Jones was the driving force behind the 1981 Save Our Rivers Act, which looped the Kissimmee River back up again after the U.S. Army Corps of Engineers had made it a shotgun-barrel-straight ditch that canalized its waters straight into Lake Okeechobee, drying out tens of thousands of acres of wetlands and ruining the hydrography of south central Florida. Jones fought successfully to replumb it, get it back the way it used to be.

Jones spearheaded the legislation that created the Conservation and Recreational Lands of Florida Act of 1979 (CARL), which gave birth to the "Florida Forever" and "Preservation 2000" programs that aim to acquire and preserve as much of the state as possible for public use and visitation, while leaving it pristine and undeveloped.

"I wrote CARL in my back bedroom on a yellow legal pad," Jones boasts offhandedly.

"It's true," his wife, Mariana, affirmed. "He woke up one morning at 2 a.m. and went back into his study and wrote the whole concept out. CARL, at least the idea behind CARL, was done right here in that back bedroom."

"Johnny Jones was instrumental in acquiring the Big Cypress Preserve for the state," said Manley Fuller, who succeeded Jones after his 16-year tenure as president of the Florida Wildlife Federation. "He was intimately involved in the establishment of the 765,000-acre Big Cypress National Preserve, both to protect the land from development schemes and to allow a great place for quality outdoor recreation, especially hunting, and a place for the Florida panther to roam."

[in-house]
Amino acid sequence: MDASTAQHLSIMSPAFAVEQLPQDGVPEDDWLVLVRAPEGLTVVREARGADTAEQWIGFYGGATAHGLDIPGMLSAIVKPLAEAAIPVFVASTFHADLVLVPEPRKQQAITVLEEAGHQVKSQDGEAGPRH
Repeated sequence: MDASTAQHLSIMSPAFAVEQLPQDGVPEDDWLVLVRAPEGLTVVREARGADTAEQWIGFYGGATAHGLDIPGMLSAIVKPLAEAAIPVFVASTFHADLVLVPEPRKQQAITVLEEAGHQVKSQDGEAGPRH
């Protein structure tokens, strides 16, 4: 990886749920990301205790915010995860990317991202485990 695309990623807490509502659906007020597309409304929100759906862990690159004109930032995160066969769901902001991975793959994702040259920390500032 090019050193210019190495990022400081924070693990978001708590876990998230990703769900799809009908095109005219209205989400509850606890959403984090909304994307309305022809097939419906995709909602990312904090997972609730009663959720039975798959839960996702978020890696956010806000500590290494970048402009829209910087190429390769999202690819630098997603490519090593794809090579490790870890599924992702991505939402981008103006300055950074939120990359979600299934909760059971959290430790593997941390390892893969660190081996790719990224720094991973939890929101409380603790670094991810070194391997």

"He used to drive me crazy," laughed Juanita Greene, formerly environmental writer for The Miami Herald and now head of Friends of the Everglades, a group founded in 1969 by Marjory Stoneman Douglas. "When I was back writing for the paper, he would call me up all the time and yell, 'Hello, babe!'

"He would never let go. He would just wear you down. But in the end, his causes were so good you had to like him. We clashed a lot about hunting, because he is such an avid hunter. I don't like to shoot birds and he does. So I thought he was a gun-toting fascist at first, but he went back to the days when these wetlands were covered with ducks, and it was a hunter's paradise. He realized that wildlife needs habitat, and habitat has to be preserved. That's how he became a conservationist, by being a hunter," Greene said.